Rural industrialisation, urbanisation and infant mortality in Higham Ferrers, Northamptonshire, 1879-1910 : a vaccination register study

James, Tricia (2007). Rural industrialisation, urbanisation and infant mortality in Higham Ferrers, Northamptonshire, 1879-1910 : a vaccination register study. PhD thesis The Open University.

DOI: https://doi.org/10.21954/ou.ro.0000d56c

Abstract

In this study the experience of infants born between 1879 and 1910 is examined to determine whether the urban-rural effect seen in larger, more industrial settings was also present in a small town set in a rural community. The area researched is the Higham Ferrers registration sub-district in Northamptonshire where industrialisation of shoemaking took place from the 1870s with consequent urbanisation of Rushden:the main manufacturing centre. Urbanisation brought with it a surge in population that overwhelmed local resources and caused deterioration of the physical environment.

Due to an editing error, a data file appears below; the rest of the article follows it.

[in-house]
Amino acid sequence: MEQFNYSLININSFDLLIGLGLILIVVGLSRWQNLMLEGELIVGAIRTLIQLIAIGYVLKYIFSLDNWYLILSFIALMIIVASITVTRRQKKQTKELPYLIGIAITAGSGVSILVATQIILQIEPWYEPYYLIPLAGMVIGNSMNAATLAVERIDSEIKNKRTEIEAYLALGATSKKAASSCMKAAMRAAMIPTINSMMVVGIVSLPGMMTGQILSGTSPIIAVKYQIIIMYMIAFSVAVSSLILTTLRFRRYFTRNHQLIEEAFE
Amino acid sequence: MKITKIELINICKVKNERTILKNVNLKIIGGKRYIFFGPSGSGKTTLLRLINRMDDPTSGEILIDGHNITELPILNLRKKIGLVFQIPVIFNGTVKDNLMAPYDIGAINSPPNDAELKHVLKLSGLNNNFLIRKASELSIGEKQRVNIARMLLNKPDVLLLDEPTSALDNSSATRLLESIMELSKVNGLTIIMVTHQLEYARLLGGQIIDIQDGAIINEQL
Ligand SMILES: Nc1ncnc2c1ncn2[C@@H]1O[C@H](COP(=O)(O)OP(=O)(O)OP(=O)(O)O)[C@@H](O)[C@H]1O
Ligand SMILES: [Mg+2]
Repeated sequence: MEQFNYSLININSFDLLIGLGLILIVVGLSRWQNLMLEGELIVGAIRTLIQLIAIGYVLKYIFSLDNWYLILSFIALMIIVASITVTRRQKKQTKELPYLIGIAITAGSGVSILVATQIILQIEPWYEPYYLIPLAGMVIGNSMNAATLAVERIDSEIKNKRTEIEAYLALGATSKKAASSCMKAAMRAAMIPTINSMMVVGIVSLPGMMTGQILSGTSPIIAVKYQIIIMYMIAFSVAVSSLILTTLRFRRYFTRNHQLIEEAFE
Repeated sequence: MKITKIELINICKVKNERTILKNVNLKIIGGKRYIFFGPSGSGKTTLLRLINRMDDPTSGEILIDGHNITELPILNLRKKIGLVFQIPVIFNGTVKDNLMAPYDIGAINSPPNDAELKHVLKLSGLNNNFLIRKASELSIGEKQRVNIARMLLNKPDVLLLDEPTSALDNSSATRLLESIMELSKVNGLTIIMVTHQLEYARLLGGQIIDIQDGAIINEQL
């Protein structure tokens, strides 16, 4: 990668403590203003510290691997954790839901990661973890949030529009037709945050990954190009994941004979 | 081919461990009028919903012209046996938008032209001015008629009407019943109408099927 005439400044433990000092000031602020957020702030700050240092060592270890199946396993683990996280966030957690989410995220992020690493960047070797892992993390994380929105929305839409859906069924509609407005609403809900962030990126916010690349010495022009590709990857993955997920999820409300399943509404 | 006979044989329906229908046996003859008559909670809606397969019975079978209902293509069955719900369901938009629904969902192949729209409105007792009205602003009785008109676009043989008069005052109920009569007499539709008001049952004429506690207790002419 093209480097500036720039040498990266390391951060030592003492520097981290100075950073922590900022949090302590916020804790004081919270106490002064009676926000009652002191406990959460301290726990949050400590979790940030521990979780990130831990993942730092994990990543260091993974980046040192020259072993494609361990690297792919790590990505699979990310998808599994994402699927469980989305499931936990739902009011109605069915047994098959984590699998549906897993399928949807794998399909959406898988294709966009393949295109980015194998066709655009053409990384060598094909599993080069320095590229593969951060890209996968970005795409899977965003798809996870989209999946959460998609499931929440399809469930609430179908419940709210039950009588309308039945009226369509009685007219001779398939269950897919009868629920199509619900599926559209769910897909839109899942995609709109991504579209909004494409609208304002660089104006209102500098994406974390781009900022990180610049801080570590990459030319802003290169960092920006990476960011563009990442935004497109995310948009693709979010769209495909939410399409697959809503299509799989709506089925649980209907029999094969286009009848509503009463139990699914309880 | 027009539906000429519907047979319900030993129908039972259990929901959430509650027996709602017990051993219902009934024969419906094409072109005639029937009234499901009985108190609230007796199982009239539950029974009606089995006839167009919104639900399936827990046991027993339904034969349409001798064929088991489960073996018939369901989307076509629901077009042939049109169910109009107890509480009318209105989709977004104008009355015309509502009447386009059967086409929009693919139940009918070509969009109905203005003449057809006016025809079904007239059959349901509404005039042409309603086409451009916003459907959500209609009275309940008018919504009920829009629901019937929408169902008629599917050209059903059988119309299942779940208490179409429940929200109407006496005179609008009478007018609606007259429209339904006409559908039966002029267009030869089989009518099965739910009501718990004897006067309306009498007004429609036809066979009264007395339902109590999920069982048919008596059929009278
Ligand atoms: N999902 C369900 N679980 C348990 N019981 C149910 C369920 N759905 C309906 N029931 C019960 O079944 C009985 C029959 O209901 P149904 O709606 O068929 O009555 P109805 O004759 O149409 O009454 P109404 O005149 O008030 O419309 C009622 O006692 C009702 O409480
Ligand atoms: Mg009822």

The central data source used was the hitherto largely unknown smallpox vaccination birth and infant death registers which were available for the Higham Ferrers district sub-district from 1879 to 1910. These, together with a range of contemporaneous local information, provided a rich source of social and biographical information and permitted a rare opportunity to situate the infants within their family context.

The study has explored the well-documented urban-rural differences in infant mortality and shown that these were present in the Higham Ferrers despite the sizes of the parishes involved. The situation was far from straight forward however and the influences on the infant experience were found to be numerous and to have operated in a variety of different but interconnected levels: community, family and individual infant.

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